‘Yes, of course,’ he said confidently. ‘A painter can explore and suggest, connect or leave an image of a line hanging or a colour blurred or intensified. I cannot draw dark energy. But an artist, maybe a visual artist, could dream it up in a way that I could not. And an artist works with inference and intuition more intensely than I do.’
‘You like abstract art?’
‘Nothing is abstract. Painting, no matter what, is made of material. It is not that an artist might map dark matter or dark energy, but rather that these dark things might map their way onto a canvas or paper as hints and clues, knots and coils, as intangibles, as patterns, as a game between what is random and what is ordered, as a way of offering things more power and pulse because they are unknowable but also ominously or even vividly present.’
‘But painting is not science.’
‘Who is to say that a flat canvas with marks on it might not be a portrait of sound? Or that the depth of a colour might make time and space apparent, or harder to chart, than ever words could?’
For a second Heinrich had a sharp memory of being in a gallery in Dublin a few months earlier. A friend had recommended a visit to Graphic Studio Gallery in the city centre, but it was hard at first to find, being in a tiny lane off a side street behind an imposing modern building. The artist was Mark Francis, whose work his friend had seen in Austria. Heinrich was interested in the amount of vivid life the artist had captured in the printing process. But what he wanted to say now to Lukas was that Mark Francis’s prints were poetic, mysterious, but also rigorous and precise. Some work took its bearings from musical notation or a graph of sound from a recording studio, but other work seemed to explore the very essence of atoms and the inner shape of dark matter. What fascinated Heinrich was how the colours and shapes and textures drew him in, and kept him in a state that mixed reverie and strangeness as though this state was something complete in itself, as though this was enough. The prints spelled nothing out. What mattered in each work was its own dynamic, its own dense inner life. He wondered if this was something that might help him understand what Lukas was talking about, but then he remembered that he was here to ask questions.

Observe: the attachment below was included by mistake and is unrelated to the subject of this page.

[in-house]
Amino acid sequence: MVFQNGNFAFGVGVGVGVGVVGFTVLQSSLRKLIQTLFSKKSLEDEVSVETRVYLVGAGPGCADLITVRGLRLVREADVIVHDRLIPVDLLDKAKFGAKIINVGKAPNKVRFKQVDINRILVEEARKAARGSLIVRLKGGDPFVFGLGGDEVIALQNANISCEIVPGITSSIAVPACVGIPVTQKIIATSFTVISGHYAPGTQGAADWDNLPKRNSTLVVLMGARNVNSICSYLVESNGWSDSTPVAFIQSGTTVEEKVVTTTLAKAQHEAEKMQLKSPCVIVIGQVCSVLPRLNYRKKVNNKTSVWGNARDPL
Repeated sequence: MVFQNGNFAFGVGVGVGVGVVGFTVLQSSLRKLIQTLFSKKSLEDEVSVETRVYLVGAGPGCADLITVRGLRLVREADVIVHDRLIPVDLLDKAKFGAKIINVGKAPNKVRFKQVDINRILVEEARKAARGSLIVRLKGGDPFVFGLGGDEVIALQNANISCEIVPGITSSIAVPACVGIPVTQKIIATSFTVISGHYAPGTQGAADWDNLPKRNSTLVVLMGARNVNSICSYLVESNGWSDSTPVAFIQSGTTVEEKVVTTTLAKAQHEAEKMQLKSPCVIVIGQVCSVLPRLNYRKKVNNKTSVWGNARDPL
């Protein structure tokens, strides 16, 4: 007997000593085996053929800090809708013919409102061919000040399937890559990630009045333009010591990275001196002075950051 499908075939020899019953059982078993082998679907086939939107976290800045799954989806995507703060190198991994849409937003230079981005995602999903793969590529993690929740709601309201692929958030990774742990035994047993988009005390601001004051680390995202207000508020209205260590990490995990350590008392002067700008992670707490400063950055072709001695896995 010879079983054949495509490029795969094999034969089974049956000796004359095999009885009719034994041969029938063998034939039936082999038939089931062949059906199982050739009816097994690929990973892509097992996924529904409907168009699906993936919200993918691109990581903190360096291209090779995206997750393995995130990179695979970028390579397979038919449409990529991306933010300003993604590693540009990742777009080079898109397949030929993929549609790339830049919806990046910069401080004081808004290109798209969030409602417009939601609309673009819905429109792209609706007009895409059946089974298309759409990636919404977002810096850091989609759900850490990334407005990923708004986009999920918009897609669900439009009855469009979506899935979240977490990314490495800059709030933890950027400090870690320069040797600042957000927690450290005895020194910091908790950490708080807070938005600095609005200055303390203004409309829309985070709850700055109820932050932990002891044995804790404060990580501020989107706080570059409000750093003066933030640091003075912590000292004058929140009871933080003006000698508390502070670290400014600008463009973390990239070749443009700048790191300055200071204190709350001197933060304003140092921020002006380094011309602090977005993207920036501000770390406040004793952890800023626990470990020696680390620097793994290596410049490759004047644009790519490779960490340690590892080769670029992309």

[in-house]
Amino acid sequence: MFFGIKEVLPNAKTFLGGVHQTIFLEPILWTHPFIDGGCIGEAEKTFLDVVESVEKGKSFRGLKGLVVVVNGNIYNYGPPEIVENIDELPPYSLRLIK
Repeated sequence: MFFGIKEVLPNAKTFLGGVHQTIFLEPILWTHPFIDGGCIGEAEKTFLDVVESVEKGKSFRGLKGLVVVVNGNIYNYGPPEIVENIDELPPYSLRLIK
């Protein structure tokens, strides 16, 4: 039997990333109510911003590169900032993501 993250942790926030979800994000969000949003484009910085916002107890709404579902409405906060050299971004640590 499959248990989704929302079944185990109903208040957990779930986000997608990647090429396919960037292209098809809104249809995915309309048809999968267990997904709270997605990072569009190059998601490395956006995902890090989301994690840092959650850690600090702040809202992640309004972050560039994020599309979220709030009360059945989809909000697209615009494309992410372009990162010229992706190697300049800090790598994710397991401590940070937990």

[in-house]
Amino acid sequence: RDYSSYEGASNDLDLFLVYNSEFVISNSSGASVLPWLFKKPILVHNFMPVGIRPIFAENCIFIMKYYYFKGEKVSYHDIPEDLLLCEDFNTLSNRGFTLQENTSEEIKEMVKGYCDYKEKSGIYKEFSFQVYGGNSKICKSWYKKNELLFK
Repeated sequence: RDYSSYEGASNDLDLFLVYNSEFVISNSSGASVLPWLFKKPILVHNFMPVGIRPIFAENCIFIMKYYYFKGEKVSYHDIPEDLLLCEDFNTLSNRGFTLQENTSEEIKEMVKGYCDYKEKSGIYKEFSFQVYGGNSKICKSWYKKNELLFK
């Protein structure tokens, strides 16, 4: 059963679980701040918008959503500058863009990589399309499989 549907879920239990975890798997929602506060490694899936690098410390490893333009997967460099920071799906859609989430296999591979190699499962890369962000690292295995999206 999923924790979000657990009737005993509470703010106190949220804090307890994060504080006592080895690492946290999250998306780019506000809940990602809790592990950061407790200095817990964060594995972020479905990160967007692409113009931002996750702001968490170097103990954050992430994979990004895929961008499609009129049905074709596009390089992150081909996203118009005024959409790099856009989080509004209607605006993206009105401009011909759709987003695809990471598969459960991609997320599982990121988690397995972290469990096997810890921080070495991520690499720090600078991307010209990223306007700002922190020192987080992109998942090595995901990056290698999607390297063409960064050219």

‘Tell me about the universe,’ he said, having realized that maybe simple requests like this would yield better answers than questions that attempted to sound intelligent.
‘Our universe can be explained by postulating a beginning, an early phase,’ Lukas said.
‘You mean the Big Bang?’
‘That is the term we use,’ Lukas said drily, factually.
‘What did the Big Bang come from?’
‘OK, let me put it like this. This is what puzzled me from the little I tried to read before I came here: What was there before the Big Bang?’
‘What was before the Big Bang is an illegitimate question,’ Lukas said softly. He managed not to sound patronizing.
Heinrich wondered if being an astrophysicist involved having a strange emotional intelligence, a sort of natural, effortless charm, that was almost irritating, and then not. He could not understand how Lukas was managing to make him feel at ease while also making him feel that he was fully at a loss.
‘The universe found itself,’ Lukas went on, ‘when it was the size of an atom. Space was expanding. There was heat and then a cooling off, and the rest we can …’ He shrugged as though the rest were somehow obvious. He stopped and glanced out of the window.
Heinrich was tempted to enquire if Lukas were checking if the universe in question were still there.
‘Let’s go back to before the Big Bang,’ Heinrich suggested, laughing nervously.
‘There is no before. Before the Big Bang there is no time.’
‘What do you mean by that?’ He felt like a journalist on television trying to ask a politician hard and meaningful questions.
‘I mean that time is the path of light from A to B. Before the Big Bang there was no A or B. If there is no distance there is no time.’
‘And the Big Bang itself?’
‘We have a picture of its early phase. The conditions for the universe to come into being, or an early version of the universe, happened in less than one minute.’
‘A heating up and then a cooling. And that created one minute, or less than one minute, in which the universe, or its early phase, could come into being.’
Heinrich was tempted to ask if God could have been behind all of this, if the time before the Big Bang, so unmeasurable and unmentionable, could be the time when God held sway. But in a hallowed place like this where science reigned, he would be quickly dismissed, he knew, if he raised the question of God.
Instead, he thought he might ask Lukas to talk some more about painting. Or tell him about his visit to Dublin.